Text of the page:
What if all viruses disappeared?
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Viruses seem to exist solely to wreak havoc on society and bring suffering to humanity. They have cost untold lives over the millennia, often knocking out significant chunks of the global population. But the vast majority of viruses are not pathogenic to humans, and many play integral roles in propping up ecosystems.
2019 Wall Scholar Curtis Suttle is interviewed in this article by the BBC. He explains how viruses are the primary regulator of bacterial populations in the ocean, and likely in every other ecosystem on the planet.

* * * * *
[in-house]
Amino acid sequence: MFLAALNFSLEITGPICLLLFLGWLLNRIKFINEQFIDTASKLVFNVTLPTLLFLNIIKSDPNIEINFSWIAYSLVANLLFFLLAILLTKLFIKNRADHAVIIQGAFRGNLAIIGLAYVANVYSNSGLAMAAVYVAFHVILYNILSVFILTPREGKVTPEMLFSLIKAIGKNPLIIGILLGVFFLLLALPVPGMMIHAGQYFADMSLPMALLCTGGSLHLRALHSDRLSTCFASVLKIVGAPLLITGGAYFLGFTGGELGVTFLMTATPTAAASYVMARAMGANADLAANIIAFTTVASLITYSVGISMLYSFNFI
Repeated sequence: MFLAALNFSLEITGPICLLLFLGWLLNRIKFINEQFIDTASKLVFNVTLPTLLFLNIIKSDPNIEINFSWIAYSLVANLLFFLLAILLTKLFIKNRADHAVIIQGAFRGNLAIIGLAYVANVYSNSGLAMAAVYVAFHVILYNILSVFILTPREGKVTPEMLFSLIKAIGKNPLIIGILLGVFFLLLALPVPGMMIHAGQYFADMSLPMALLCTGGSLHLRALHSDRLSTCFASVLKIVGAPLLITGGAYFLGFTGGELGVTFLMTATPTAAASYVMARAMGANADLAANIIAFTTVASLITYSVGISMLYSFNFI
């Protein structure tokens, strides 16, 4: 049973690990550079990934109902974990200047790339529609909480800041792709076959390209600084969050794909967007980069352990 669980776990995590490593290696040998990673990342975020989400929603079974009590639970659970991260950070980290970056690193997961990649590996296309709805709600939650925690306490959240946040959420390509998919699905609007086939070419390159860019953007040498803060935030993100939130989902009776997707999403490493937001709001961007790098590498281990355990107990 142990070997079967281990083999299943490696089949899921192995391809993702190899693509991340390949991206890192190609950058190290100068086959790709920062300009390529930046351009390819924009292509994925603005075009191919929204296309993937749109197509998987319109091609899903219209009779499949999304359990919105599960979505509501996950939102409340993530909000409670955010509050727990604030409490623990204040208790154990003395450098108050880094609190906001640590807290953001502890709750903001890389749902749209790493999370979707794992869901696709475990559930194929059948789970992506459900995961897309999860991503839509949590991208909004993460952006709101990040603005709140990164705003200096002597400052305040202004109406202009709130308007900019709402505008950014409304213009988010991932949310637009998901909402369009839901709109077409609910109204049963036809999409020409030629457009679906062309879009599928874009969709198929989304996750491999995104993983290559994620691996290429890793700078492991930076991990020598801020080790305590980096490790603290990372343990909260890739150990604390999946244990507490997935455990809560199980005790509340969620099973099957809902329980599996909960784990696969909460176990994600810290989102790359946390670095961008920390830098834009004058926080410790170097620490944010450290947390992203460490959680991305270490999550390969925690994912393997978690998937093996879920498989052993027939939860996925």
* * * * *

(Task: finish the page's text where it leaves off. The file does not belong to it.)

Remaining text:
Curtis Suttle is a Distinguished University Scholar at UBC, and a professor in the departments of Earth, Ocean and Atmospheric Sciences, Microbiology & Immunology, Botany, and the Institute for the Oceans and Fisheries. As a Wall Scholar, Suttle is exploring ideas on the role of viruses in shaping life on Earth, human existence and thought. You can watch a video about his work below.